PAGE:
by: James Bella [ ]
Originally published on:
This new release by Dragon Models portrays the Panzerkampfwagen III Ausf.J Initial Production version sporting the shorter 5cm L/40 main gun, whereas the later versions used the longer L/60. The Kugelblende was introduced on the Ausf.J and carried through on the rest of the series. Some of the other improvements over the Ausf.H dealt with heavier armor front and rear, tow points incorporated on to the front hull, and improved drivers visor. Since this kit carries the Smart Kit designation, PE is kept to a minimum and fine details are molded on making construction a bit simpler.
Packed to the top in the familiar Dragon slip-top box, the box art sets the Pz. III Ausf.J supposedly in Russia 1941, and looks to be an almost accurate representation of the kit which can be referred to during the build. The bottom and one side of the box highlight some of the features of the kit, while another side shows the three marking options. The sprue’s come packed in multiples of two to three per plastic bag, with the hull and turret packed together. Upon initial inspection, everything arrived undamaged and in perfect condition.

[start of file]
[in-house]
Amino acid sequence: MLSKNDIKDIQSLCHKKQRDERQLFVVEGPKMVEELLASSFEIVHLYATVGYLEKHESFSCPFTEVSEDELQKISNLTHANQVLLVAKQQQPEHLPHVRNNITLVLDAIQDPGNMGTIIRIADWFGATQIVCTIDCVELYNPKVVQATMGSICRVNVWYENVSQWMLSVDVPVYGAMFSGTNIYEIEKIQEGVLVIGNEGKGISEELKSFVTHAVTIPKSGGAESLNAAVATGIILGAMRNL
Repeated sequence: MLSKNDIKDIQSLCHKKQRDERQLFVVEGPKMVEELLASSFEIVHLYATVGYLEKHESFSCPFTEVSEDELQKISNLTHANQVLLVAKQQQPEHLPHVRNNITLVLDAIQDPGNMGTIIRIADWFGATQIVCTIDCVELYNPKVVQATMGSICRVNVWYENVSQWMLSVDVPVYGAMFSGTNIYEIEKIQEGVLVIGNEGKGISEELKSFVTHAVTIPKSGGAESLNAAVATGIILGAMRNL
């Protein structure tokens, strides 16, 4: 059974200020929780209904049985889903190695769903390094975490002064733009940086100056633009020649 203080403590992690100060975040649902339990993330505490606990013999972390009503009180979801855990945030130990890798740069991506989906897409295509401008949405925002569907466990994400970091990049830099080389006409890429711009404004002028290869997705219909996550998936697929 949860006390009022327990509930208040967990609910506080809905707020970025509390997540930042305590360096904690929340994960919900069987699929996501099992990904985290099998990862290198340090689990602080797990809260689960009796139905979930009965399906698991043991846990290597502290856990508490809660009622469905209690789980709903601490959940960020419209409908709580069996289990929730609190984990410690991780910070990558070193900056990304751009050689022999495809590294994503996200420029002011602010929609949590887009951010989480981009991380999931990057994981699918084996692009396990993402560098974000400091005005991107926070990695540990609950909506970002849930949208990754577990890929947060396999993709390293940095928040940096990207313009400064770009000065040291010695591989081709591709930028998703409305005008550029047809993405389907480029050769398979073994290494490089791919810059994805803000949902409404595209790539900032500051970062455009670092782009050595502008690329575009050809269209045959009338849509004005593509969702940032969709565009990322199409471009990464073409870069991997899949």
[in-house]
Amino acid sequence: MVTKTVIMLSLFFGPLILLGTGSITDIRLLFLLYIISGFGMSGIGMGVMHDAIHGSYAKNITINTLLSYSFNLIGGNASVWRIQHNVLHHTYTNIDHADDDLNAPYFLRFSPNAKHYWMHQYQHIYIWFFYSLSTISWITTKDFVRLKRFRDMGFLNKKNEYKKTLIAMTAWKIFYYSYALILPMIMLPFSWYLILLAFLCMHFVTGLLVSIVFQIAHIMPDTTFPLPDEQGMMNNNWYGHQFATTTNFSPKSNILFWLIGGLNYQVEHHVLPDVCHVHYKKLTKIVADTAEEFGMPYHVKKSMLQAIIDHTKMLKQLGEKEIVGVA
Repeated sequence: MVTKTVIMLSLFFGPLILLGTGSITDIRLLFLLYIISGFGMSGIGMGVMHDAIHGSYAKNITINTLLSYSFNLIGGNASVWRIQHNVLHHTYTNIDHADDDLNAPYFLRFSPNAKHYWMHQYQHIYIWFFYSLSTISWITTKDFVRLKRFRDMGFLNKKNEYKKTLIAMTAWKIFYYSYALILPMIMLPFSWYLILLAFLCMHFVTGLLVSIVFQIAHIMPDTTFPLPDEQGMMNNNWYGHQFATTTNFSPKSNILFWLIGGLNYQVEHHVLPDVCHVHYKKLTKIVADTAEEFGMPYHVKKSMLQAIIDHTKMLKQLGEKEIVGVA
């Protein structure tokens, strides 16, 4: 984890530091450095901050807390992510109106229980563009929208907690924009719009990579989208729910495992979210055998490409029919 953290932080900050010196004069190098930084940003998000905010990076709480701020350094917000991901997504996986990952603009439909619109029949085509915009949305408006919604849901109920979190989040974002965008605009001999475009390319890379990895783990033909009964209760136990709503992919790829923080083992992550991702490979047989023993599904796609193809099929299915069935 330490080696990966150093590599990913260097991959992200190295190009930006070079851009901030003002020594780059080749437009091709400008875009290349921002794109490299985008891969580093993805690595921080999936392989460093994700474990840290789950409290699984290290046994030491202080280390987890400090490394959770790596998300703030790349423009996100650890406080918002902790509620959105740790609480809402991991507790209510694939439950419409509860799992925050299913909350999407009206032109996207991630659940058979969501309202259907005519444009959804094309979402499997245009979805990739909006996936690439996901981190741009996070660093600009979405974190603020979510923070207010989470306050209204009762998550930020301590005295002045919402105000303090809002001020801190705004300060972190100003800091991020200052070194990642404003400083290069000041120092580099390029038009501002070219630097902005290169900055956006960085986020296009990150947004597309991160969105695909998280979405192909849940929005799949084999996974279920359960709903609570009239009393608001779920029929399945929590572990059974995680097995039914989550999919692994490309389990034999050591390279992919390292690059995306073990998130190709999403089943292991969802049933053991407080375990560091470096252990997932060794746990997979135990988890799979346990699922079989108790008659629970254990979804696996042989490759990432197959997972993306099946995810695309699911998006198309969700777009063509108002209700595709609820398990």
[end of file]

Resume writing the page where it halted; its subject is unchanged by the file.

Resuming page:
Included in the kit are the following:
• 14 sprues in gray styrene
• 2 sprues in clear styrene
• 1 semi-tub hull
• 1 separate turret
• 1 photo etch fret
• 2 bags of Magic Tracks
• 1 decal sheet
• Instruction booklet with addendum
As is common in most DML kits, sprues are used from previous releases leaving a fair amount for the spares box, as shown in the shaded areas of the sprue layout. Containing well over 500 parts, sprues from previous Smart Kits including the StuG III Ausf.G, Pz.kpfw. III Ausf.J, and Pz.kpfw. IV are used, as well as new parts introduced specifically for this kit. The decal sheet is printed by Cartograf of Italy of their usual high quality and should lay down smoothly.
The kit instructions are of the exploded view type and contain sprue layout, paint chart referencing Gunze and Model Master paints, along with 21 assembly steps. The construction steps are broken down into very workable sections, although I still recommend studying the instructions before assembly and to check references for the few options provided. The addendum included shows to remove four ‘rivets’ from each side of the lower hull, which is correct for this version of the Ausf.J.
Three marking options are provided for, all painted in panzer gray, and include two in Russia 1941 with the 2nd Panzer Division and one on the Eastern Front 1941 with the 11th Panzer Division.
Lower Hull and Suspension:
Construction begins with the lower hull area, with the hull itself being a slide molded affair detailed all around. Various mounts and fittings are molded in place for the return rollers, swing arms, bump stops, etc., while the belly pan is detailed with the drain caps and access plates. The interior of the hull has the mounts for the torsion bars and provides a good start for those wishing to further detail the inside. The torsion bars are ‘T’ shaped on the ends to aid in alignment of the separate swing arms.